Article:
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Please Don’t Distract Me While I’m Being Distracted

I don’t know about you, but I find that nowadays I am more distracted than I used to be. As an example, since I typed the title of this blog, I’ve had a text and two phone calls. They had to do with things supposed to occur at my house today, scheduling, re-scheduling, modifying.


You catch my drift.


Throw in a weather disaster and a pandemic, and distraction, i.e., the inability to concentrate, takes on epic proportions. That’s why I read with interest this morning an article by Dan Zigmond entitled Learning How to Concentrate.


Zigmond tips his hat to meditation as a dear friend to anyone seeking to improve concentration in these turbulent times.

So what do we do about all these distractions? Meditation helps. People tend to think of the goal of meditation as clearing your mind and calming down, but that’s not the whole story. Meditation is really about what happens when we stop meditating. A big part of why we practice mindfulness in a quiet room away from distractions is so we can draw on that skill when we’re in a noisy office surrounded by chattering coworkers. Bringing our full attention to focus on our breath in meditation strengthens our ability to concentrate in daily life, in the same way that lifting weights in the gym strengthens our muscles and allows us to lift heavy things elsewhere.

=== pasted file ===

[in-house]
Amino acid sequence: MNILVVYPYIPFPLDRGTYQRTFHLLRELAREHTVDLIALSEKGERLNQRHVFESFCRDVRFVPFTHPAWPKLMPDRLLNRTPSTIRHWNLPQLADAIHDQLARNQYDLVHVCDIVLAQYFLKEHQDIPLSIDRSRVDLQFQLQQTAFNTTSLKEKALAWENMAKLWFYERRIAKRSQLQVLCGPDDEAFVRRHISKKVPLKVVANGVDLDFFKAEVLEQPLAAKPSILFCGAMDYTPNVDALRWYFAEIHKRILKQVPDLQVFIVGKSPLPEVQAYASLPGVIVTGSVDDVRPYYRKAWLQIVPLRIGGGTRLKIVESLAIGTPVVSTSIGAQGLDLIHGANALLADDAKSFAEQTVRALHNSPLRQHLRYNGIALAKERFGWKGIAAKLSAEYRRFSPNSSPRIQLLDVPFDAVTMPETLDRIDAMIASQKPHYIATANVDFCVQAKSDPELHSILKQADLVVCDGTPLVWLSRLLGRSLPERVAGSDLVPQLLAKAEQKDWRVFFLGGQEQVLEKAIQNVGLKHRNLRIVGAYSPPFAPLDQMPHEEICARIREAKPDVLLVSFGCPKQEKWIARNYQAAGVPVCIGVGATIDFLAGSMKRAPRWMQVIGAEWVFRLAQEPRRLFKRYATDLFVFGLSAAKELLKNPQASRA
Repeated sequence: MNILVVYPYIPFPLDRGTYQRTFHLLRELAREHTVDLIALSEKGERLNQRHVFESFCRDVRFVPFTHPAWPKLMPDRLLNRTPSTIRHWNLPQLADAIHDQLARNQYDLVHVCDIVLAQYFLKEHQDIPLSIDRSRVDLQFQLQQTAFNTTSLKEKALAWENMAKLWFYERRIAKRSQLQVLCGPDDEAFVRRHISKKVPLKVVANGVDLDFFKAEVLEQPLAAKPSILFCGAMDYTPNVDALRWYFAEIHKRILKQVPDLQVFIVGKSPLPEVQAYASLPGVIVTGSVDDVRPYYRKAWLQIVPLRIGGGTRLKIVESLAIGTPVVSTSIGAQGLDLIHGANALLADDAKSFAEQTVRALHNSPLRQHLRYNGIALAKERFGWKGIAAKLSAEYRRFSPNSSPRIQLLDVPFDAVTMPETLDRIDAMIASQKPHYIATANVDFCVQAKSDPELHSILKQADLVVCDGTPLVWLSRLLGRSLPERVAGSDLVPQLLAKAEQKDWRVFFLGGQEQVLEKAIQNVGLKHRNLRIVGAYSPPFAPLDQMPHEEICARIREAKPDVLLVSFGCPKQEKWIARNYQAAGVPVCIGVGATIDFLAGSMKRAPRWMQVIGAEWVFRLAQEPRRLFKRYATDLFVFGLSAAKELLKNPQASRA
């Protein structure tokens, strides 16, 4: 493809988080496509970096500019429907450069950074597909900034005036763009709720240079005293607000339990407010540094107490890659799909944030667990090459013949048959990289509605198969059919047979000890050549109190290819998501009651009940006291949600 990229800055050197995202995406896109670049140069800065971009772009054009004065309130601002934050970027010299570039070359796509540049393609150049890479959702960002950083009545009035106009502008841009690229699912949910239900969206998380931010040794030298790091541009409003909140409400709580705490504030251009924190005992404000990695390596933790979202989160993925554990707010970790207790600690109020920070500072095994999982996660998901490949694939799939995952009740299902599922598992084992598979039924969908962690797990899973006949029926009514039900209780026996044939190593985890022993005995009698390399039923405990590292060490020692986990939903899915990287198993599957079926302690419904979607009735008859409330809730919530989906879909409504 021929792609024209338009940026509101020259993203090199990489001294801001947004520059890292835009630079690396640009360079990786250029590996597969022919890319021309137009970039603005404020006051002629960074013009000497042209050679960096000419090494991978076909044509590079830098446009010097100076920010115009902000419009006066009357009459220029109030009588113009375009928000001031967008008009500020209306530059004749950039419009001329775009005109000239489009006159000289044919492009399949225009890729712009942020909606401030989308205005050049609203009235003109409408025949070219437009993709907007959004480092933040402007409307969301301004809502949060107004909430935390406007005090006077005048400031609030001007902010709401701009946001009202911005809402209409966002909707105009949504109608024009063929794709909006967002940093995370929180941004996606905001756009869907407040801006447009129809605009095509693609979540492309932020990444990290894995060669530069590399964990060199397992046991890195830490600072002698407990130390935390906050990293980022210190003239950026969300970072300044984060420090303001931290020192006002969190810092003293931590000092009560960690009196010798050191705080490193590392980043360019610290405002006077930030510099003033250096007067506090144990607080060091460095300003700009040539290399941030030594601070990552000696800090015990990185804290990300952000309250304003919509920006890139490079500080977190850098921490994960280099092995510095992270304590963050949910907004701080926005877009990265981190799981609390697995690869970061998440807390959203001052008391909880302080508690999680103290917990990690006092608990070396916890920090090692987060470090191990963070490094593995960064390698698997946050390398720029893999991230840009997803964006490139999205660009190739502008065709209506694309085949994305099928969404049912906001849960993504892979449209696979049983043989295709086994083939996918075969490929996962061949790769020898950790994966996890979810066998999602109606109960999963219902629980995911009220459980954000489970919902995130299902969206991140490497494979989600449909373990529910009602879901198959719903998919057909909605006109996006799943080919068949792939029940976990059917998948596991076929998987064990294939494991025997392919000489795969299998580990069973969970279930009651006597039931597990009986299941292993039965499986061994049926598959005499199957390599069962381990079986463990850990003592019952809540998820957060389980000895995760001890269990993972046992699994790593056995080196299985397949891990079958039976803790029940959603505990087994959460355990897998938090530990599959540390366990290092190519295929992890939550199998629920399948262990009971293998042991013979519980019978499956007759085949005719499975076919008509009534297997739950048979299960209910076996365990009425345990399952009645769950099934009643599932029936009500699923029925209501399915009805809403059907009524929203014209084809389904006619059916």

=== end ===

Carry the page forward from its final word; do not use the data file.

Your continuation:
DAN ZIGMOND, LEARNING HOW TO CONCENTRATE


Those of you who have meditated or considered meditation are familiar with the technique of breath-counting. The aim of breath-counting is not to clear your head of mental distractions, but rather to exercise and sharpen the mind’s ability to concentrate on a single thing for a sustained time. By working the concentration muscles, a person improves his ability to “hold that thought.” And as the capability to focus strengthens one develops a tool that helps in countless situations (pardon the pun).


So just try this. Sit down and start controlled breathing, focusing on ten breaths per minute. Count each inhalation and each exhalation and keep counting them until you lose count. When you lose count, start counting again at “one.” Do that for ten minutes.


I bet you will be amazed how much that process helps your mental acuity over the course of just a few days.


And have fun with it.


After all, you’re not going to miss anything you can’t live without for a few minutes on your phone, or on your social media feed.

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